“So say it with me: ‘It is finished!’ And with a southern drawl: ‘It’s dun, y’all!’ How about in spit-filled German: ‘Es ist vollbracht!’ In Spanish: ‘¡Consumado es!’ In Greek: ‘Tetelestai!’ In French: ‘Il est terminé!’ In Croatian: ‘Svršeno je!’ How about Dutch? ‘Het is volbracht!’ In Swedish: ‘Det är fullbordat!’ And in Afrikaans: ‘Dit is volbring!’
John 19:30 When He had received the drink, Jesus said, ‘It is finished.’ With that, He bowed His head and gave up His spirit.
In other words, “BOOM!” It’s all done and it’s all yours!
If we are induced into navigating relationships (and everything else) not by the Spirit in us, but by the designs and the here’s-how-to-get-along-with-EVERYBODY instruction of this world, we will not know the fact, power and authenticity of Christ in us—the real deal of Christianity (Colossians 1:27). Even if we attempt to navigate by LOVING EVERYBODY, we will have chosen a method, a be-nice-to-everyone template (Really good manners! Better than anyone else’s!) that excludes knowing and enjoying the life and love of Jesus Himself. In other words, we’re cheated, we’re robbed of Jesus in us—and the world is too, because it’s not going to see and experience Him from us . . . but something less . . . something else.
In the great love chapters of 1 Corinthians 13 and 1 John 4, the point is that life and love come from God in us, and work out from there. That’s the promise, that’s the offer and wonder of Christianity—Perfect Himself, the original source, comes to live in us! And the design of God to live in man—in you and in me—is fulfilled and has a staging area in this world in your relationships and in every part of your day. Him for you. And Him for everyone.
Life is Christ; anything else is something else. And it’s not for you. So the high goal today—It’s really difficult!—is to enjoy Jesus, the real deal. And watch what He will do in you and with you. You’ll like that, and it will be much easier than you thought.
One of the big difficulties worship leaders and speakers have is the temptation to work toward something great that believers can become or get during musical worship or during a message (for example, getting clean hearts, getting forgiven, getting more of the Spirit, etc.), rather than to work toward something great that’s already happened being revealed.
When we draw together with other Christians, the great opportunity, the great purpose is to be built up in Christ (Ephesians 4:16), no matter how small the group is—2 or more of you new creation creatures will do. Our purpose is not to arrive in Christ, it’s not to get better in Christ, it’s not to get a clean heart in Christ, it’s not to get more of the Spirit in Christ. That’s not even possible! You’re already there, you’re already better, you’re already in Him, you’re already TERRIFIC. You can’t get any “terrific-er”! You’re already clean and forgiven and full.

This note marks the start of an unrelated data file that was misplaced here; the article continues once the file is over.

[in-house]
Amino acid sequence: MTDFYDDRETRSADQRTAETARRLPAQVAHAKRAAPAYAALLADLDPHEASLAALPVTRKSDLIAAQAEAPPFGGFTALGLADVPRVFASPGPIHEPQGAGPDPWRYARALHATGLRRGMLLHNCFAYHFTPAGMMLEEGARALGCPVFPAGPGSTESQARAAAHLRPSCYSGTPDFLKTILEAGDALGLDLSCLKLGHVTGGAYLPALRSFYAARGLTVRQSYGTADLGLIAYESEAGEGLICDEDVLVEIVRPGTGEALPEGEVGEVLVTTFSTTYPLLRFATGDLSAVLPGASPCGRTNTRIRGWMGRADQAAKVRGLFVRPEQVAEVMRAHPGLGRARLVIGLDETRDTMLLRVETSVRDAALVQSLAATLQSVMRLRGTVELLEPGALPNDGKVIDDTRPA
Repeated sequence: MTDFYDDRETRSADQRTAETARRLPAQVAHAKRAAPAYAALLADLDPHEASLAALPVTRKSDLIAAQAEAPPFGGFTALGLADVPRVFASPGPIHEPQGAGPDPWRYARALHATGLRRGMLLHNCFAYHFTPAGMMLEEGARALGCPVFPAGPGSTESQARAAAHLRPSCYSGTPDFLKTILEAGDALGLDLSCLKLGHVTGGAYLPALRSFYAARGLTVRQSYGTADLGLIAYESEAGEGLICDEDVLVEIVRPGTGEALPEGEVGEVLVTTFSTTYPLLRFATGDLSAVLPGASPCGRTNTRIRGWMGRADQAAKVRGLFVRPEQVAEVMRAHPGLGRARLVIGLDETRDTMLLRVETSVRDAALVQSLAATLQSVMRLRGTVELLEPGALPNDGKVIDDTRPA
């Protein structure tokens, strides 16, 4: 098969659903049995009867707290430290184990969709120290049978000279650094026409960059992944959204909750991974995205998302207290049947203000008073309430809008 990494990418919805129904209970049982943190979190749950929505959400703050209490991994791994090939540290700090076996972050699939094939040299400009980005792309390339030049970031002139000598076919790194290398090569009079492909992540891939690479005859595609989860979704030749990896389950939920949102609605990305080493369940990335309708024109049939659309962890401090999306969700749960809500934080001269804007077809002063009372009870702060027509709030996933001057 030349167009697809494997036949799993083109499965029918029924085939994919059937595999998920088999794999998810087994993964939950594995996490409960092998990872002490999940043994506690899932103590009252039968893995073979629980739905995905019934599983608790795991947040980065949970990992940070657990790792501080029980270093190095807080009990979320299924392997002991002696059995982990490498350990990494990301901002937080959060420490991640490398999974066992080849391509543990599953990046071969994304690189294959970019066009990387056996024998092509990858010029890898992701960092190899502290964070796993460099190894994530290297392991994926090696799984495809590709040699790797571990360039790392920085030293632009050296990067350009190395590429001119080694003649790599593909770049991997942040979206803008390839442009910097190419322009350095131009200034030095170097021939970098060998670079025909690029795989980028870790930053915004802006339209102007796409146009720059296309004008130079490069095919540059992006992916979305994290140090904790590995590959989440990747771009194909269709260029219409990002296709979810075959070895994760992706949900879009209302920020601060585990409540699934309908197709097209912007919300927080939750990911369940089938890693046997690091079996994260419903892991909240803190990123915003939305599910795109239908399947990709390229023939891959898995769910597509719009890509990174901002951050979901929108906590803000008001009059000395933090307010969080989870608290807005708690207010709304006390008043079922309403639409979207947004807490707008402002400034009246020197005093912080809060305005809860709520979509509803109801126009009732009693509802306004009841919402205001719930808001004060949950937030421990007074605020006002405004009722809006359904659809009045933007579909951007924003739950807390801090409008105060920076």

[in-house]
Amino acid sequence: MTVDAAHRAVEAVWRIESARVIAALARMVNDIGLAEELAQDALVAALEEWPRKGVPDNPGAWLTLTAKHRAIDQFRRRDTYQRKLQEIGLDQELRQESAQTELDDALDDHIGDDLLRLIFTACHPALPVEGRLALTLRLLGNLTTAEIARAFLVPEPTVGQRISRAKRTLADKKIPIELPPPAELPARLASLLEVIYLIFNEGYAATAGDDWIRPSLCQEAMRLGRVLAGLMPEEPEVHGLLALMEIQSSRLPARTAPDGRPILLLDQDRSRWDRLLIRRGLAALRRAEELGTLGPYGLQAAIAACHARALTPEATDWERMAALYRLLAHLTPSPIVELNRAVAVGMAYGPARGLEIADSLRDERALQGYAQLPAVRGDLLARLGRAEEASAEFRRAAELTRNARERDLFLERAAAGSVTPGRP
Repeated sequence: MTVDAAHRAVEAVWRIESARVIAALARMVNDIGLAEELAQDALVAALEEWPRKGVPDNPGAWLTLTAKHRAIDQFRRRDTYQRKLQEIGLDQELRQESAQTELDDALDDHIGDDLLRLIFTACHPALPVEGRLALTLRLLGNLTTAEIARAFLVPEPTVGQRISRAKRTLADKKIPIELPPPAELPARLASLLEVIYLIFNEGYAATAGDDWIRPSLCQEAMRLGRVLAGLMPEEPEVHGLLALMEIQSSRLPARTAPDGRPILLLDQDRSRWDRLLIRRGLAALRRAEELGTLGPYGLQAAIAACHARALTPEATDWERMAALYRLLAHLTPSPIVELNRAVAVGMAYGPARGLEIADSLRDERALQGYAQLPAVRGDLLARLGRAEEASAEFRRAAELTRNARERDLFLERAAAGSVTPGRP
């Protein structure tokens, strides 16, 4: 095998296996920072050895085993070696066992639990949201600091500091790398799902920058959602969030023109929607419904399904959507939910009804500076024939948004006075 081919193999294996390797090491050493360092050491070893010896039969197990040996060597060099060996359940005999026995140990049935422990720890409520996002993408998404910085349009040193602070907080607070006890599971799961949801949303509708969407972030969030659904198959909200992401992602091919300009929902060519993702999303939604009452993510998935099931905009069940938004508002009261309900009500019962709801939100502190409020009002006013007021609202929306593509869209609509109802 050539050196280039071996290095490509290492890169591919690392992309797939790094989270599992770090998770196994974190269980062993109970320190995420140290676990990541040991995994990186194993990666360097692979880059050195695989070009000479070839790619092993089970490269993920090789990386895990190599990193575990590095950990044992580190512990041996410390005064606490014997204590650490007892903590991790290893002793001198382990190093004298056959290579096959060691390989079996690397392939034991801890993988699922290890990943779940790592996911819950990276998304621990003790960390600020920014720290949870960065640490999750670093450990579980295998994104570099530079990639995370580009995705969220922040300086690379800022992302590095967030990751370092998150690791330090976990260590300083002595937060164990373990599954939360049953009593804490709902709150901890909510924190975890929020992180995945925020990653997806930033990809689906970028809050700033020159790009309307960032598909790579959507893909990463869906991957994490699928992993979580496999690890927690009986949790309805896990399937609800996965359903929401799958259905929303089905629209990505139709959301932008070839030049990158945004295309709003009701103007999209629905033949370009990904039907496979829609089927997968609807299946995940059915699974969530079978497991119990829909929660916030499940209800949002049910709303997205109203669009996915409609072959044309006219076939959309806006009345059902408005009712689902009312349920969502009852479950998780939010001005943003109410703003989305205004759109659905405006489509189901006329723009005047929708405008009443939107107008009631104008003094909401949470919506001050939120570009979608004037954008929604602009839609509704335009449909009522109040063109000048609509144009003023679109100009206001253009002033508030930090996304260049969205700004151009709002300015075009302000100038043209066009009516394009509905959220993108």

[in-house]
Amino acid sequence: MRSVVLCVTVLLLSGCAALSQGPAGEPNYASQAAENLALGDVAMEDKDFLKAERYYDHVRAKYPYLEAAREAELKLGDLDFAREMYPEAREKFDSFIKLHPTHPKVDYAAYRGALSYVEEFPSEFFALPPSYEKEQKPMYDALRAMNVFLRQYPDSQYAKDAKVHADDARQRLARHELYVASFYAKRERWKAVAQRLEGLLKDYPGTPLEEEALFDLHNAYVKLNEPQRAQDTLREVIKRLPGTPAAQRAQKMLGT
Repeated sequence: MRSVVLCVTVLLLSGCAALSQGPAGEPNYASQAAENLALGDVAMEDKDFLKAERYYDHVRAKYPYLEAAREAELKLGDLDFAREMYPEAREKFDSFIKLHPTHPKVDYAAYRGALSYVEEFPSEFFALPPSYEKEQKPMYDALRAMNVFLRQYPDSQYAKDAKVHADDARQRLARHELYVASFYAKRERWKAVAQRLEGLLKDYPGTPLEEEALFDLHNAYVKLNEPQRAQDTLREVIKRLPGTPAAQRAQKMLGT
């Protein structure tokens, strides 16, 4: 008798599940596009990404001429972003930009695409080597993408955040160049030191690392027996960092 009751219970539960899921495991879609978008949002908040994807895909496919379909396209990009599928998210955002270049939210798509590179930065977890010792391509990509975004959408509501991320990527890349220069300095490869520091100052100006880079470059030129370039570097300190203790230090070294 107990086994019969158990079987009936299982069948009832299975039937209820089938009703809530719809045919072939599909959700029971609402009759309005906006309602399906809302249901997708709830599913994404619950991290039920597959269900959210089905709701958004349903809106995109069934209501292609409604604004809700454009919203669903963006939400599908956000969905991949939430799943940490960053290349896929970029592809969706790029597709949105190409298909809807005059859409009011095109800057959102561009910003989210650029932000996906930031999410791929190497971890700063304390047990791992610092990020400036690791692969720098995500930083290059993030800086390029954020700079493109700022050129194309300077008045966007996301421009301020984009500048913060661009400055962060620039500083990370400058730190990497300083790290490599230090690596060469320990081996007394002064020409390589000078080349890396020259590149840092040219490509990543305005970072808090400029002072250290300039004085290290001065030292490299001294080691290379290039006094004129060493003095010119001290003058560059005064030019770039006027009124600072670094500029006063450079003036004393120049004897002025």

Sometimes, however, that terrific you has been covered over, veiled, even to yourself. So that’s the opportunity of getting together with other believers. “Please help me remove the veil! Help me with this awful thing!”
I encourage you to look for ways to remember your condition in Christ—to enjoy your own unveiling—and to look for ways to share in that unveiling of others. We are “the great unveilers.” That’s what we do for people. The greatest exercise there is—the one that’s most fulfilling and the one that lasts forever and has the best benefits—is participating in the great unveiling. One person here, one there, 2 or 2,000. What we’re doing, what we’re saying is, “Let me help you to know and enjoy what has already happened to you in Christ. You’ve got to know this, you got to see this, so I’m going to help you with that veil.”
I know some people won’t believe it, but you do, so wrestle with their veil. It’s a good wrestle! Point it out to them. It’s awful, and they should know how it affects them.
We are the assistants for the great unveiling, so for our conversations and our get-togethers, that’s a good starting point.
It is far better to tell Christians that they have been changed than it is to tell them to change. Only then can they live by faith in what Jesus did, rather than by faith in what they must do. That distinction is crucial! Marveling at the change that took place for them and to them is the only way of hope for the uncertainty of their days in this world.
Get that order out of order (which we all-too-often have), and life by works is the unavoidable result. That won’t work. Not for anybody. It’s not supposed to. Life is by faith that Jesus was successful for you and with you, and that He will continue to be—that’s the gospel. Stay in it, because it’s fantastic news! And that’s where the power of God is for you and me.
Stay there, and works will follow.
Romans 1:16 For I am not ashamed of the gospel, because it is the power of God that brings salvation (soundness) to everyone who believes: first to the Jew, then to the Gentile. (Parenthesis mine.)
1 Corinthians 1:18 For the message of the cross is foolishness to those who are perishing, but to us who are being saved it is the power of God.
Let’s talk about everybody’s favorite topic, “religion”—the suggested rules of godliness. At its worst, religion entraps people by suggesting and encouraging “one day.”
“One day you’ll be holy.” “One day you’ll have it together.” “One day you’ll be closer to God.” “One day He will bless you.” “One day you will be fully surrendered and committed to God.” “One day you will become what God wants you to be.” Won’t that be great, one day?
Do you see the trap? Religion at its worst suggests you’re not holy, which means Jesus didn’t make you that way after all. Religion says you’re not set apart and just right for Him, you’re still dirty and sinful—even though He thinks you are not. Might that affect your relationship with Him and your approach to Him, and maybe your prayer life? I think so.